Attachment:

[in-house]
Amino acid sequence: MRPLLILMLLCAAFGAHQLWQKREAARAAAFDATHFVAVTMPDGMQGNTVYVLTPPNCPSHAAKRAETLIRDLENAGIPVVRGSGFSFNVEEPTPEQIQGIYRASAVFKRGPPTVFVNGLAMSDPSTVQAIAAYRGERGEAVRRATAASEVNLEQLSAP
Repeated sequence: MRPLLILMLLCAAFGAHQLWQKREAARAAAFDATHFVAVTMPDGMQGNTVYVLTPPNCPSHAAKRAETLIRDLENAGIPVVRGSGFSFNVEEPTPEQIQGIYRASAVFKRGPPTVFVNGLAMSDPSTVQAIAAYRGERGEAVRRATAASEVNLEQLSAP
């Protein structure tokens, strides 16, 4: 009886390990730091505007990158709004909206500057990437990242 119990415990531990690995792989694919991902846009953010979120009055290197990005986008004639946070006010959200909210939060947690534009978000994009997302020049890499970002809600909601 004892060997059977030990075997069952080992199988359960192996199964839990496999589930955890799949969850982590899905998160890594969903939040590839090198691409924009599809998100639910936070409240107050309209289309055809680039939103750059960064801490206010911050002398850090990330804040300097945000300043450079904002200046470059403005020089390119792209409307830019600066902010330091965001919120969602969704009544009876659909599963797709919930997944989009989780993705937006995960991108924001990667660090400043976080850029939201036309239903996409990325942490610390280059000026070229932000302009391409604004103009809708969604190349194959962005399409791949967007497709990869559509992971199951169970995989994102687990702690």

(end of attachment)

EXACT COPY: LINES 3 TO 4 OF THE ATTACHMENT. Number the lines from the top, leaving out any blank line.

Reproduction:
Repeated sequence: MRPLLILMLLCAAFGAHQLWQKREAARAAAFDATHFVAVTMPDGMQGNTVYVLTPPNCPSHAAKRAETLIRDLENAGIPVVRGSGFSFNVEEPTPEQIQGIYRASAVFKRGPPTVFVNGLAMSDPSTVQAIAAYRGERGEAVRRATAASEVNLEQLSAP
């Protein structure tokens, strides 16, 4: 009886390990730091505007990158709004909206500057990437990242 119990415990531990690995792989694919991902846009953010979120009055290197990005986008004639946070006010959200909210939060947690534009978000994009997302020049890499970002809600909601 004892060997059977030990075997069952080992199988359960192996199964839990496999589930955890799949969850982590899905998160890594969903939040590839090198691409924009599809998100639910936070409240107050309209289309055809680039939103750059960064801490206010911050002398850090990330804040300097945000300043450079904002200046470059403005020089390119792209409307830019600066902010330091965001919120969602969704009544009876659909599963797709919930997944989009989780993705937006995960991108924001990667660090400043976080850029939201036309239903996409990325942490610390280059000026070229932000302009391409604004103009809708969604190349194959962005399409791949967007497709990869559509992971199951169970995989994102687990702690």